Updated: January 16, 2012 10:22AM
A Sun-Times story on Dec. 13 had this headline: “Is daily recess a ‘human right’ for school kids?” I believe it is. Currently, children in some Chicago Public Schools enter their elementary classrooms in the morning and, except for a brief 20-minute lunch break, remain seated in the same room for the entire day. Not only does this make for a less than exciting day for students, it negatively affects their health, classroom behavior, and academic achievement.
As part of the Chicago VIVA Project, I just helped write the report outlining the recommendations of CPS teachers for how classroom time can best be used to improve student learning. Our report recommends increasing instructional time for math, language arts, science, and social studies, the core academic classes offered in elementary schools. But to truly maximize learning in these areas, we also recommend increasing time in ancillary classes. Research shows that art, music, library and P.E. show great promise for increasing academic achievement, while providing students with a fun, enriching school experience.
As a part of a 7.5 hour elementary school day, we recommend that students receive:
† Daily 20-minute recess period,
† 180 minutes per week of physical education instruction,
† 90 minutes per week of art instruction,
† 90 minutes per week of music instruction.
† 90 minutes per week of library or technology instruction.
These recommendations, if implemented, stand to have a lasting positive impact on a significant portion of Chicago’s population. It is well known that regular exercise helps in maintaining a healthy weight. Studies also show that it reduces stress and increases students’ ability to pay attention.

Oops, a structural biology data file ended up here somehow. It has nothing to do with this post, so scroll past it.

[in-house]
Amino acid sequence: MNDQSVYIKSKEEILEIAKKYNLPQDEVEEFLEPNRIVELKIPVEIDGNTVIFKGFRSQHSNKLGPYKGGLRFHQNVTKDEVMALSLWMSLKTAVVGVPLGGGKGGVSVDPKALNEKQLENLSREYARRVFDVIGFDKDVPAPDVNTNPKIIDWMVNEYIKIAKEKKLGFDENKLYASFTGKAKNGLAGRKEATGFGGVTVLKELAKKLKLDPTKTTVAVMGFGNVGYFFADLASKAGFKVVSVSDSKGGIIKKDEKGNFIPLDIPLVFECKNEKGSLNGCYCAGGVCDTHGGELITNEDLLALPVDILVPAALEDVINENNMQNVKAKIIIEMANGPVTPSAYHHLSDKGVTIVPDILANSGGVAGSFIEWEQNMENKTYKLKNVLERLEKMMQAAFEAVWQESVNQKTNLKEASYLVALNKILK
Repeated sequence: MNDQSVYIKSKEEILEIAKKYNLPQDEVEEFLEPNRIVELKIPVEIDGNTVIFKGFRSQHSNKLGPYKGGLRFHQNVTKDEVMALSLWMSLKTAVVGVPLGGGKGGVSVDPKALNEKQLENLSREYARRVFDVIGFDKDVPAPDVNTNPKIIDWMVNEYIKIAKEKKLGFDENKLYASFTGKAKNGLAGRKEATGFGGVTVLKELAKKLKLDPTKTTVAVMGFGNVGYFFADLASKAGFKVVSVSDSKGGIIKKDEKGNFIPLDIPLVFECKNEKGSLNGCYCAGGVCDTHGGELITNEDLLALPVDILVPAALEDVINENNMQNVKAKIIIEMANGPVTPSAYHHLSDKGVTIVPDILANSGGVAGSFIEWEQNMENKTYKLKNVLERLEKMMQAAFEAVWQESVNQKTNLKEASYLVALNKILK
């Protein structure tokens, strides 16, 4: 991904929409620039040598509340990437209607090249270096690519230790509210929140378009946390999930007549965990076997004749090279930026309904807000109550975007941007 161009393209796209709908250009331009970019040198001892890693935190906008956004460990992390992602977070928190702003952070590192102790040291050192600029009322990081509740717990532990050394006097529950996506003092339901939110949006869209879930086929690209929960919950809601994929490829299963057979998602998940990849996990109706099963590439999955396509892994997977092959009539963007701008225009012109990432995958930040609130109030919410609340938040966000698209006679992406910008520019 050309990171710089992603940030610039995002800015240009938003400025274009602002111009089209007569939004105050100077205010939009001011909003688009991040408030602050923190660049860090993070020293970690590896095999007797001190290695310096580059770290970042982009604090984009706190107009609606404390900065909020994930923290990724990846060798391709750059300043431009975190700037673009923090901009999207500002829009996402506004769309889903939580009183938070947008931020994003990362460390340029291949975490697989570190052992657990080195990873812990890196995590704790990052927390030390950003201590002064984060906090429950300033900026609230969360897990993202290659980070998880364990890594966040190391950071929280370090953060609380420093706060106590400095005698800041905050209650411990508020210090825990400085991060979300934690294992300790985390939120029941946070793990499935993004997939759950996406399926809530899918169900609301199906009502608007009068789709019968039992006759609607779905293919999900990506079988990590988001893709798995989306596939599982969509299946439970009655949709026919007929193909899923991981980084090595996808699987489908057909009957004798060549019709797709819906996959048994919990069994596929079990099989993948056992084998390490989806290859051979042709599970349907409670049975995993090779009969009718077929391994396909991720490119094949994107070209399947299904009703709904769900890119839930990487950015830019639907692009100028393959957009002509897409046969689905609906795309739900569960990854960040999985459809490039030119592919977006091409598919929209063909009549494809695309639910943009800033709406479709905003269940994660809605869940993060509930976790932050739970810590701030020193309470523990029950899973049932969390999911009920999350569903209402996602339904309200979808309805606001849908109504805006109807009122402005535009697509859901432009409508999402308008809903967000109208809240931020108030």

But how much is necessary? The USDA and the Centers for Disease Control and Prevention both recommend 60 minutes of exercise per day for children and adolescents. The VIVA Teachers proposal would give Chicago’s students an average of 36 minutes of structured physical education per day, along with 20 minutes of free play at recess. This more than doubles the amount of exercise students currently receive.
Arts education, including music, is known to improve math scores. Recent research has also found that these areas of study actually stimulate cognitive growth and help students learn empathy and caring. Art and music improve motivation, providing a fun outlet for creative expression.
The length of the 2012-2013 school day hasn’t been chiseled in stone yet. But any discussion of a longer day should include planning how the time should best be spent. I hope that CPS will consider implementing the VIVA team’s recommendations, in an effort to improve learning and make a CPS school day something to look forward to for every student, in every school.
Kori Milroy, Dunning
Veterans will need jobs
Though it is wonderful that our troops will be coming home, has anyone given any thought to the fact that it will be very difficult to find employment? Maybe some plan could be devised to help these men and women who risked their lives for our freedom.
Sue Belmonte, Mount Prospect